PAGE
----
Housing Composition: According to the 2011–2015 Community Survey, there are a total of 12,940 households in Chelsea, 27.9% of which are owner-occupied and 72.1% of which are renter-occupied. Although Chelsea has been known as the "City of Renters", there has been a push for home ownership. This has been pushed in particular by the Chelsea Restoration Corporation, which offers educational housing workshops and works in partnership with other state, municipal, and private partners to "rehabilitate properties and increase the stock of affordable housing."
Heating: Over half (55.4%) of the housing units in Chelsea use utility gas, 29.8% use electricity, 12.7% use fuel oil, kerosene, etc. and smaller portion (2.1%) of housing units use bottled, tank, or LP gas, as well as other fuel or no fuel at all. With these statistics in mind, Chelsea has started several initiatives towards renewable energy and sustainability. One includes a partnership with SolSmart, a team of individuals dedicated to implementation of Solar energy, by making solar panels accessible through zoning laws, offering affordable solar options and providing education and resources for those who are interested in these efforts.
Reimagine Broadway was a six-month long planning effort that began in 2017 to transform downtown Chelsea, with the guidance of the Chelsea City Council, City Manager Ambrosino, Planning and Developing Downtown Coordinator Mimi Graney and several others. This effort ranges from supporting small business owners to re-designing the streetscape. The goals of this project were to "Enhance how public space is used and accessed downtown, support existing businesses and encourage new growth, beautify the area and create a consistent, vibrant look, improve overall safety for all users, establish a circulation pattern that works for cars, buses, pedestrians, transit riders, and bicyclists."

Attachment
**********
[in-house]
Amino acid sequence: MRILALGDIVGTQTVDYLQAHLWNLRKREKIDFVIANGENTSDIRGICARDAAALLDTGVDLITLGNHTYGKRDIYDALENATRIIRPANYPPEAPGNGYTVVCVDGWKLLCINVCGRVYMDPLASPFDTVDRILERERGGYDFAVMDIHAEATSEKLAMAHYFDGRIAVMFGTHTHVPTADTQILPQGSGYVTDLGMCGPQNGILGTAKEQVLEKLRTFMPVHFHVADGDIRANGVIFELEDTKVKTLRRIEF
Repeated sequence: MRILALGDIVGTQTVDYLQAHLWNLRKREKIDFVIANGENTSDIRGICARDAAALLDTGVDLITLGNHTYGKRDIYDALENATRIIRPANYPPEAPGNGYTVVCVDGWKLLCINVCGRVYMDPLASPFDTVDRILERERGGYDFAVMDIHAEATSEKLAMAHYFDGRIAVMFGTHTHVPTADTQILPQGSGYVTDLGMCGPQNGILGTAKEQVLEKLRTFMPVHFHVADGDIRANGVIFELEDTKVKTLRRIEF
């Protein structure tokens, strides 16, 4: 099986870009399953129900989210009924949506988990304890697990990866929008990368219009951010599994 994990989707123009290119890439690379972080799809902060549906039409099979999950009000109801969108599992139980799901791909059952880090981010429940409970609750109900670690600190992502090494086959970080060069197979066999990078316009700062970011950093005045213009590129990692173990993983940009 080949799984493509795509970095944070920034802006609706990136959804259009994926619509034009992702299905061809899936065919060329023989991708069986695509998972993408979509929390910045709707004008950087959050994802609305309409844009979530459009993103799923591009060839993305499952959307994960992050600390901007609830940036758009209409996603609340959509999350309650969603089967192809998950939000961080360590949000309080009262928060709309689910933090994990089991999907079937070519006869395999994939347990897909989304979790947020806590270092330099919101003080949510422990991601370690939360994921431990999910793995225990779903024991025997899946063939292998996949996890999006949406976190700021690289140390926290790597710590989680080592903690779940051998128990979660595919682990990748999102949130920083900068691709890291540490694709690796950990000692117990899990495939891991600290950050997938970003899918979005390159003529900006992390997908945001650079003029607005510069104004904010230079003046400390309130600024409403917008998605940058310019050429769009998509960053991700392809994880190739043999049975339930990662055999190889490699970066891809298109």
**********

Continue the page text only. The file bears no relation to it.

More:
The Route 1 North Expressway is a limited access highway that cuts City of Chelsea in half. The Tobin Bridge, a major regional transportation artery, carries Route 1 from Chelsea across the Mystic River to Charlestown.
Chelsea is served by the Massachusetts Bay Transit Authority's Commuter Rail. The Commuter Rail provides service from Boston's North Station with the Chelsea station on its Newburyport/Rockport Line. Chelsea does not have a link to the MBTA subway or light rail systems.
Chelsea is served by many MBTA bus routes providing local service to East Boston, Revere, Everett and other nearby cities, and bus rapid transit connections to Logan Airport and downtown Boston via the MBTA's Silver Line.
The Silver Line's SL3 route to Chelsea has been in operation since 2018. The new SL3 route begins at South Station and runs through the Waterfront Tunnel, along with the SL1 and SL2 routes, to Silver Line Way, continuing with the SL1 through the Ted Williams Tunnel. The new route diverges to meet the Blue Line at Airport Station, and follows the Coughlin Bypass Road (a half-mile commercial-use-only road which opened in 2012) to the Chelsea Street Bridge. The Silver Line stops at the four stations in Chelsea: Eastern Avenue, Box District, Downtown Chelsea, and Mystic Mall. A new $20 million Chelsea commuter rail station and "transit hub" was constructed at the Mystic Mall terminus of the new Silver Line route, so that trains no longer block Sixth Street. The new Silver Line and commuter rail stations are fully handicapped accessible.
Additionally, a multi-use 0.75-mile (1.21 km) shared path 0.75-mile (1.21 km) linear park runs parallel to the Silver Line bus rapid transit busway utilizing the Boston & Albany Railroad's Grand Junction Branch right-of-way. Located within the Box District neighborhood, the path connects Downtown Chelsea and Eastern Avenue stations.